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Expoxy a CPU to waterblok
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Old 8th December 2007, 00:01   #1
Liquid3D
 
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Default Expoxy a CPU to waterblok

Heloo fellows (and ladies) my TIM round-up (almost done) has spurned so many thoughts and ideas. We all know it will be some years before nano-technology allows processors to run without active or any cooling extemporanous cooling device, but until that day the multi-core (quad and above) has heated things up again.

The Phenom 9900 looks to have a 136W TDP rating and Intel's top performaers aren't exactly running at mobile processor TDP's either.

Anyhoo as I test the Thermal Interface Materials, some made with diamond dust, some made with silver or cermaic it occurs to me it serves two purposes both of which are never completely resolved.
1.) to fill "all" micro-pores and striations on and in the heatsink base and IHS surfaces.
2.) conduct thermal energy

Now the latter may seem confusing because of the way the question is posed, however; when I say "never completely resolved" (two universal quantifiers whew) I mean whatever material is uses doesn't have the same ability for conducting thermal energy as the surfaces or rather metals its bringing together.

So my idea is to find a rather hot running Cedar Mill and tes this with several top performing TIMS.

Then use Arctic Silver, Silver Solder and bond the two surfaces. In both circumstances the same pressure will be applied (well you can't really put a processor in a vice) basically I'll use the manufactuer's recommended application.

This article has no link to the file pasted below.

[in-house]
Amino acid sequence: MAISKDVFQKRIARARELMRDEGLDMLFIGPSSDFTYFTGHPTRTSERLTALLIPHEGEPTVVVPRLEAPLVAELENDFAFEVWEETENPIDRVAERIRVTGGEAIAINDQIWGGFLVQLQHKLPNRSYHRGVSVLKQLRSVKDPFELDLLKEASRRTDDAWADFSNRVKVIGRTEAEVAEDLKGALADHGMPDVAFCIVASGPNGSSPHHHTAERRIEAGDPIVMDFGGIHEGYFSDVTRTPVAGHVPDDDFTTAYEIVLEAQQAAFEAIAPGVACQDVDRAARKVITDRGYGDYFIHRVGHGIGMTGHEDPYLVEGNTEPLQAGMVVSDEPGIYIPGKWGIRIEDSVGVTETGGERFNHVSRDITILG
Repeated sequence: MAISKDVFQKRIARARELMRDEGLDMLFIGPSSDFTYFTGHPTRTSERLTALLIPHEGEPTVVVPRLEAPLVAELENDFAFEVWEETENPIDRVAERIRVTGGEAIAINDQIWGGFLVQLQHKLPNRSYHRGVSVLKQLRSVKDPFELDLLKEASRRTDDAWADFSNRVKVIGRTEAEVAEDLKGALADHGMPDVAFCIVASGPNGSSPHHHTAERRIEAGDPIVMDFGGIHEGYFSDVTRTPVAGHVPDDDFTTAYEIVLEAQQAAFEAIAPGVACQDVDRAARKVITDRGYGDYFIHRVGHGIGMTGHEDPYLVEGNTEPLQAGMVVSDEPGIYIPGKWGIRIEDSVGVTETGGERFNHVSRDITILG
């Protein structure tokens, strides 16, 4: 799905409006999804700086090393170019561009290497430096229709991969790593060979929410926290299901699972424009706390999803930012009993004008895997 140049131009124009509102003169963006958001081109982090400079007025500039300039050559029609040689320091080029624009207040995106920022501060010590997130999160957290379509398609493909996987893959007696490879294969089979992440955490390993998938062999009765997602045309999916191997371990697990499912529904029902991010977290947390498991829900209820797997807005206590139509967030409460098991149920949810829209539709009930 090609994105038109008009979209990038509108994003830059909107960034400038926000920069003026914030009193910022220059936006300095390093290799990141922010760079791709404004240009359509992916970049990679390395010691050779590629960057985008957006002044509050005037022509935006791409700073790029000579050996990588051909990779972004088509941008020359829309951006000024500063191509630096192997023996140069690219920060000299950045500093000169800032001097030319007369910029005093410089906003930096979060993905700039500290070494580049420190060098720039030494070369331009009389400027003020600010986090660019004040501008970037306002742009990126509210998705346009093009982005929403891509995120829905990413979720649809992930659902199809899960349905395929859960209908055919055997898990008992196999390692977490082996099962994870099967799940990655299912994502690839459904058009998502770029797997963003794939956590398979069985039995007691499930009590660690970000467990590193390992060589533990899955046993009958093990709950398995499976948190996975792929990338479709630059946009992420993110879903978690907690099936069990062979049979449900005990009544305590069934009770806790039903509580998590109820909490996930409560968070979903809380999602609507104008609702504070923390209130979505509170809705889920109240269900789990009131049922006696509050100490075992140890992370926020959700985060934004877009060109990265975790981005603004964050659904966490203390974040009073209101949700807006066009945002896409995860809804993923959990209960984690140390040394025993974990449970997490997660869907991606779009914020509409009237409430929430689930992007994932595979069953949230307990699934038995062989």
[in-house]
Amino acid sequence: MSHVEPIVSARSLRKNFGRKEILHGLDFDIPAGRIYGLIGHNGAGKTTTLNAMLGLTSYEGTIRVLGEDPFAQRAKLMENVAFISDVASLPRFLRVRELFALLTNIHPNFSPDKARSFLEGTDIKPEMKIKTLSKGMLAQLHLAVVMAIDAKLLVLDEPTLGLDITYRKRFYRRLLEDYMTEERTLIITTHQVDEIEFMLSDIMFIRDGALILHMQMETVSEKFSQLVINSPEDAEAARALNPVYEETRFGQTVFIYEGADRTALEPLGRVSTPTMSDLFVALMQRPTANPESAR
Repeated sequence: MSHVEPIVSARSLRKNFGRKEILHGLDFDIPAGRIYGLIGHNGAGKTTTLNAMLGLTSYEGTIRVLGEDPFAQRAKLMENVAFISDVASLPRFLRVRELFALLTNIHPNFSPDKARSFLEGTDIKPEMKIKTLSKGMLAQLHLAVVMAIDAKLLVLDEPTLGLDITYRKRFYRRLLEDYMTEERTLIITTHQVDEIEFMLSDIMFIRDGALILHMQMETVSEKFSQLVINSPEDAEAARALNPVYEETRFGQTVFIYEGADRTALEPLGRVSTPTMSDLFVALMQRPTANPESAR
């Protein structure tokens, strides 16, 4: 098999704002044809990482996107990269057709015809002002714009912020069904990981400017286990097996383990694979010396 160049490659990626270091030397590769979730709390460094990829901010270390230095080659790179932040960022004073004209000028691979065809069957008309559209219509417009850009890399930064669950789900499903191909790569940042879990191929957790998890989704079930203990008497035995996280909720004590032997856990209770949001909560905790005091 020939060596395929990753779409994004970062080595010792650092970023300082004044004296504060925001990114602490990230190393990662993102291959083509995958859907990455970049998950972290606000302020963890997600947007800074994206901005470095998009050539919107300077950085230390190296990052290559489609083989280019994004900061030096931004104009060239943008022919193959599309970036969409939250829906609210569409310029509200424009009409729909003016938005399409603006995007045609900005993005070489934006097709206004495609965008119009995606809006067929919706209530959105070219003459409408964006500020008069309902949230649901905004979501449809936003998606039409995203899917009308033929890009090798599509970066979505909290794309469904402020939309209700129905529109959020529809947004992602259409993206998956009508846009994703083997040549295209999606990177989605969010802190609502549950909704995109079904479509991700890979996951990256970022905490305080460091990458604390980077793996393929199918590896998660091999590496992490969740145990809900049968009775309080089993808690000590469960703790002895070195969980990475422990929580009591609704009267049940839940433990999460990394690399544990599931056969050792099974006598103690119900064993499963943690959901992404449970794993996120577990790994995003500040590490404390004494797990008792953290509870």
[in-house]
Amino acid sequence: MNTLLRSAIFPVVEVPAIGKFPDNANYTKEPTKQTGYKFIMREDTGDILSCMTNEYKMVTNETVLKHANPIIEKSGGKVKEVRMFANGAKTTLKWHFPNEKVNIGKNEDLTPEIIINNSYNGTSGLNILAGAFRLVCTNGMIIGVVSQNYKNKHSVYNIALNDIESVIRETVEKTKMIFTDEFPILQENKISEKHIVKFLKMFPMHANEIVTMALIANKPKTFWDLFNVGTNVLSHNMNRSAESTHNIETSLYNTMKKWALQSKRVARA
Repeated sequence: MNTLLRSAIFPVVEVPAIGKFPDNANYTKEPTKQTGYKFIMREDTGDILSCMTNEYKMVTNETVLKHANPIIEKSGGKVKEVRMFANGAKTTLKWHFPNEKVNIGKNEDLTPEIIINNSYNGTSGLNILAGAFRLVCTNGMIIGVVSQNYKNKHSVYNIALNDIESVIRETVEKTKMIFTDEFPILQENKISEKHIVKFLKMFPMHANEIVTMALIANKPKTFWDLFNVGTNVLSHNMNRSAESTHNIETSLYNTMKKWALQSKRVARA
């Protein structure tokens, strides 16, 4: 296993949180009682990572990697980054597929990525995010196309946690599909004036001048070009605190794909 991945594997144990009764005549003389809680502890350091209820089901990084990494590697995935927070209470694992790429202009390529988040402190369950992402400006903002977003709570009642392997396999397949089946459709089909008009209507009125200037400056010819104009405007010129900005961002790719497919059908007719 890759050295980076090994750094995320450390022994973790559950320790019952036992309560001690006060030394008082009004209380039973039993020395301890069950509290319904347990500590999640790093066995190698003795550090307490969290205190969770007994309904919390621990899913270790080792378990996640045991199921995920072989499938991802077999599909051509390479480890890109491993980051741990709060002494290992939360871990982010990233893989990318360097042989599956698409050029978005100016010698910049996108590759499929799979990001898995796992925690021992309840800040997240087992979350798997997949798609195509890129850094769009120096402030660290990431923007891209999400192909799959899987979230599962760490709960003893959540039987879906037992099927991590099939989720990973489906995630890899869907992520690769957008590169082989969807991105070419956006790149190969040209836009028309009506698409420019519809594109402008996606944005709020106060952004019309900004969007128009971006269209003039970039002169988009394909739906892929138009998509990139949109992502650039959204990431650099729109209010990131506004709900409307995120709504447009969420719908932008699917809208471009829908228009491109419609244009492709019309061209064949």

Amoung the the TIMs used I'll find the one which benefits most froma a similair applications which will most likely be applying a large dollop and then tightening down the heatsink with its supplied mounting kit.

I forsee two problems after talking about this with a friend
1.) there's not going to be any real gains in cooling with solder since it "may" oir may not be intended for thermal transfer over it's second purpose to create a bond. So what will be important is to study what exactly occurs when solder is mixed and applied? Does the chemical reaction have anything to do with removing air? (silly question I know)

Does the chemical interaction with the solder create a better bond and if its filling the gaps in the metal surfaces does it do this better then thermal paste which is soley designed to transfer heat and fill gaps?


Last edited by Liquid3D : 8th December 2007 at 00:32.
 
Old 8th December 2007, 00:12   #2
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This may help to undertand more.

http://www.associatedcontent.com/art...soldering.html

I'd say it won't be to your satifisfaction as the alloy used is most tin in solder and it won't do the job as good as TIM past being used today.

By the way, how did this thread get to this forum which is for [M] released article/reviews?
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Last edited by Sidney : 8th December 2007 at 00:20.
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Old 8th December 2007, 00:30   #3
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About tin as a metal that's why I stated above using Arctic Silver Silver Epoxy...

Arctic Silver Silver Thermal Adhesive

Last edited by Liquid3D : 8th December 2007 at 13:44.
 
Old 8th December 2007, 08:12   #4
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moved to general discussion area
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